Sunday, September 27, 2020

International Support for Mangrove Restoration

Roy Lewis explains the effort.

Roy Lewis explains the effort.

COASTAL CONNECTIONS
Renee Wilson
renee.wilson@dep.state.fl.us

The Florida Department of Environmental Protection is partnering with China’s Rilin Group to help restore 225 acres of mangroves in Collier County. The industrial group has committed $5 million to restore and monitor the mangrove forest at Fruit Farm Creek within the Rookery Bay National Estuarine Research Reserve (RBNERR).

RBNERR and its partners have been researching causes of the mangrove die-off in the area, which includes construction in the 1940s of state road 92, to develop a plan to restore environmental conditions such as historical water flows in the estuarine area. This project will enable implementing these advances in research that support the importance of restoring water flows to improve habit vital to encourage natural mangrove growth.

The project’s first phase, which entailed permitting, engineering and design, site surveys, vegetation clearing, excavation and fill removal, was completed in 2012 and included funding from private donations, a grant from the U.S. Fish & Wildlife Service and in-kind donations from local businesses.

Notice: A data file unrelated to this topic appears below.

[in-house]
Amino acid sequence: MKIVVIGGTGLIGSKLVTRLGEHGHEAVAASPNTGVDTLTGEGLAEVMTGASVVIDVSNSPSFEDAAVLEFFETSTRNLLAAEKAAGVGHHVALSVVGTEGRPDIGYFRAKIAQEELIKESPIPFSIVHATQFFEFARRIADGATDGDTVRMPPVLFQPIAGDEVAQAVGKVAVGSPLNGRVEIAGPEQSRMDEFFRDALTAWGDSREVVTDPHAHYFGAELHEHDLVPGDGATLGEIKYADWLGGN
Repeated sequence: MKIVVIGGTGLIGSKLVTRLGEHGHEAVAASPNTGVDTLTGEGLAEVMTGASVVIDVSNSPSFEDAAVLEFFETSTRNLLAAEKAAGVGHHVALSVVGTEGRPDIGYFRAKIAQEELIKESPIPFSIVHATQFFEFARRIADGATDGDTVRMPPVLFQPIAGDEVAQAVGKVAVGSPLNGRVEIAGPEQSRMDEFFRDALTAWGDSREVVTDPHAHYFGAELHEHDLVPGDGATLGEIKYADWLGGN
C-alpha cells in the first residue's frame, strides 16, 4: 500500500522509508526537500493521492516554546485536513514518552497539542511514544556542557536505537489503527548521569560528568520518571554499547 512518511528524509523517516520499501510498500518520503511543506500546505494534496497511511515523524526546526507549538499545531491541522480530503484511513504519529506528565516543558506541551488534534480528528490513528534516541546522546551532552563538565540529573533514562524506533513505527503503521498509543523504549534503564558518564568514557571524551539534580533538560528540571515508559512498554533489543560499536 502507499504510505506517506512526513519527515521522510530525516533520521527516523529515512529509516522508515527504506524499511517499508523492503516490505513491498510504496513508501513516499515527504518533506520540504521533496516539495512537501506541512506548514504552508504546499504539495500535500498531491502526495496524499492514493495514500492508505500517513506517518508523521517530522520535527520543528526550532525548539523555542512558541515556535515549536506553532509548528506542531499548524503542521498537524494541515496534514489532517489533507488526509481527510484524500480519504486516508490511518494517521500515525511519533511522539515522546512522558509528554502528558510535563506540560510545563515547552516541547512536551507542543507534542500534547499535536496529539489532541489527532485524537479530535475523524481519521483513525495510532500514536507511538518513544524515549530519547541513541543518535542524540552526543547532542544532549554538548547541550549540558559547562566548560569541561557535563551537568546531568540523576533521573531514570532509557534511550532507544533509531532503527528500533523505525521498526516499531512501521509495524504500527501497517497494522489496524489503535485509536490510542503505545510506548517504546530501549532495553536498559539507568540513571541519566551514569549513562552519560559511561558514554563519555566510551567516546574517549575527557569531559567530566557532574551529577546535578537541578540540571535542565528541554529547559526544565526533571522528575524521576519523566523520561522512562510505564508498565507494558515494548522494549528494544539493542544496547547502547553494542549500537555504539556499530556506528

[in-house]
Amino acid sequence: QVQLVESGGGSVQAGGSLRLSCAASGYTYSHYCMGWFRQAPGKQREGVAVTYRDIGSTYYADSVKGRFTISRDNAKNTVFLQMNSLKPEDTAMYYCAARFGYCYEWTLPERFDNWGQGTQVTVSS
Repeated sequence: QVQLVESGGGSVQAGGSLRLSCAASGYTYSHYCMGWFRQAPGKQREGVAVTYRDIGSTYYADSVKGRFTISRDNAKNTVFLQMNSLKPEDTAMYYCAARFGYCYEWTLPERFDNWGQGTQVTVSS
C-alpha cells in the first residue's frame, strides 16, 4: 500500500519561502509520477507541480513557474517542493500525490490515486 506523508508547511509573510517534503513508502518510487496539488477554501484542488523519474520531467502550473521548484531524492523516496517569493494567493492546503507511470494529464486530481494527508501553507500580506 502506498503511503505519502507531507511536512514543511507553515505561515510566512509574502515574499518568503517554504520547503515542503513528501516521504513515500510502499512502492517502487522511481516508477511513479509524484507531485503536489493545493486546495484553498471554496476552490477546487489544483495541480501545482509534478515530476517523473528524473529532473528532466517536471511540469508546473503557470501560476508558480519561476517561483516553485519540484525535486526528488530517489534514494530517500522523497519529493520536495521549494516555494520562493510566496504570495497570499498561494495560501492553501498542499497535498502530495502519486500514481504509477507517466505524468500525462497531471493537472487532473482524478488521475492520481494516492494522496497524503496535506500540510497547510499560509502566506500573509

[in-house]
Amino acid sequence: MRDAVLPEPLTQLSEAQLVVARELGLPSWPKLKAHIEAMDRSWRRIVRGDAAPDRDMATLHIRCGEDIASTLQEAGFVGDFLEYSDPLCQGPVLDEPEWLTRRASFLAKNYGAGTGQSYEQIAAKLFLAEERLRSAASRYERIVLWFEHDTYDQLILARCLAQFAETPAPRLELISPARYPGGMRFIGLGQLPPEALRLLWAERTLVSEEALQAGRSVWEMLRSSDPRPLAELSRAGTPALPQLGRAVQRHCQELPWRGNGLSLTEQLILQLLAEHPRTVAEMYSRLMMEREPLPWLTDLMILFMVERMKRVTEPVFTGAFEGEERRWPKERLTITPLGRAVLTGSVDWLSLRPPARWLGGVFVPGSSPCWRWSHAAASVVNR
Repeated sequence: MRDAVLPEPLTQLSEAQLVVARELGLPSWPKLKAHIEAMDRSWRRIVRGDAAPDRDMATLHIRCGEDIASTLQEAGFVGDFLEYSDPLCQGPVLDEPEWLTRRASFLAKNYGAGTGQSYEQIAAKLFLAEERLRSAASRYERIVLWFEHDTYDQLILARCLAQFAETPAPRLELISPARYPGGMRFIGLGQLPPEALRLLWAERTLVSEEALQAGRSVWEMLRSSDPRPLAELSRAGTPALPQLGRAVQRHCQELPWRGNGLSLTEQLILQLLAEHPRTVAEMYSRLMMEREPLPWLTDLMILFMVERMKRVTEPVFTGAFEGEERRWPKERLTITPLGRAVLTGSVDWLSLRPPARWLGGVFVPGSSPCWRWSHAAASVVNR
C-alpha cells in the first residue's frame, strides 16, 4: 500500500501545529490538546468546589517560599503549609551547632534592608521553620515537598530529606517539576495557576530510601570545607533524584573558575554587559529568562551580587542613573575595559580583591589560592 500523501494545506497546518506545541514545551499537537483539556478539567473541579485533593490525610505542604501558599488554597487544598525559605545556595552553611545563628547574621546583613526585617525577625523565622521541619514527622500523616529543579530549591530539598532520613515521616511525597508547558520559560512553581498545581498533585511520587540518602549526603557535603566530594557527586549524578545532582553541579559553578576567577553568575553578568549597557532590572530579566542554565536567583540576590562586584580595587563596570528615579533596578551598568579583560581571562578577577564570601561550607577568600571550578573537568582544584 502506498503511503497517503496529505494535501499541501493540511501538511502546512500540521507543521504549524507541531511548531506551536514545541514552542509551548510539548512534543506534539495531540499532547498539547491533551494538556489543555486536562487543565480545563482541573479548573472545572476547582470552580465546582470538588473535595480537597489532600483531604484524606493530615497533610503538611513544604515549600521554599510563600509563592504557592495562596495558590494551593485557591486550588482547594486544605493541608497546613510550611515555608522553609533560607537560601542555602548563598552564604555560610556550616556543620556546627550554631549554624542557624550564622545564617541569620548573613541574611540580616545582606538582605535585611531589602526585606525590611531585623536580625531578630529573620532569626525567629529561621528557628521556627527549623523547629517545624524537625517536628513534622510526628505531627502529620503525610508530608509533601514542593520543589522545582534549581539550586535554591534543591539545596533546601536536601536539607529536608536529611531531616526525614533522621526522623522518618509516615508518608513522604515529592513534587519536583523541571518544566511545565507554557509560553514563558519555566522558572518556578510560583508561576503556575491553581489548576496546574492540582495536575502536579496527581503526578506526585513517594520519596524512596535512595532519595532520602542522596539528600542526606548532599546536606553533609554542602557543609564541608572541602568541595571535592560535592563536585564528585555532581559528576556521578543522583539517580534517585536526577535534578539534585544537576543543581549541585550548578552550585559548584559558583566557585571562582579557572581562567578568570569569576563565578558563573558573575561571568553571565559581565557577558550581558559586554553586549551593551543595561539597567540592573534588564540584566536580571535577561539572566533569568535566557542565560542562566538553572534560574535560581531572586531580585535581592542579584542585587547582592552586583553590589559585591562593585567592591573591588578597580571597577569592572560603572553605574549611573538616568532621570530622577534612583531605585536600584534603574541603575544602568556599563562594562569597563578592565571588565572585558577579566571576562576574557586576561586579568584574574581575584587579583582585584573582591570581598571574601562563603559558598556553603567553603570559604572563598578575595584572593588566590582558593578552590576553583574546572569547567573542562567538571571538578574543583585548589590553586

“We are pleased to work with China’s Rilin Group and our community partners to

Officials met onsite with representatives from China Rilin and China Green. SUBMITTED PHOTOS

Officials met onsite with representatives from China Rilin and China Green. SUBMITTED PHOTOS

continue to restore this forest,” said Keith Laakkonen, director of Rookery Bay Reserve and Southwest Regional Administrator for DEP’s Florida Coastal Office. “Mangroves are not only vital to our local economy but provide numerous benefits worldwide. This innovative project and accompanying research may prove beneficial to restoring and protecting these critical ecosystems around the globe.”

Partners on the project include: Coastal Resources Group, Inc. (the project manager), the Ecology Group, J.R. Evans Engineering, the Conservancy of Southwest Florida, the City of Marco Island, Friends of Rookery Bay and China’s Rilin Group.

Mangroves are instrumental to protecting Florida shoreline and providing habitat for marine life that are the basis of the $7.6-billion sports fishery industry, which employs 109,000 people. The Rookery Bay National Estuarine Research Reserve encompasses 110,000 acres of coastal lands and waters on the Gulf coast of Florida in cooperation with the National Oceanic and Atmospheric Administration.

 

Renee Wilson is Communications Coordinator at Rookery Bay National Estuarine Research Reserve. She has been a Florida resident since 1986 has joined the staff at the reserve in 2000.

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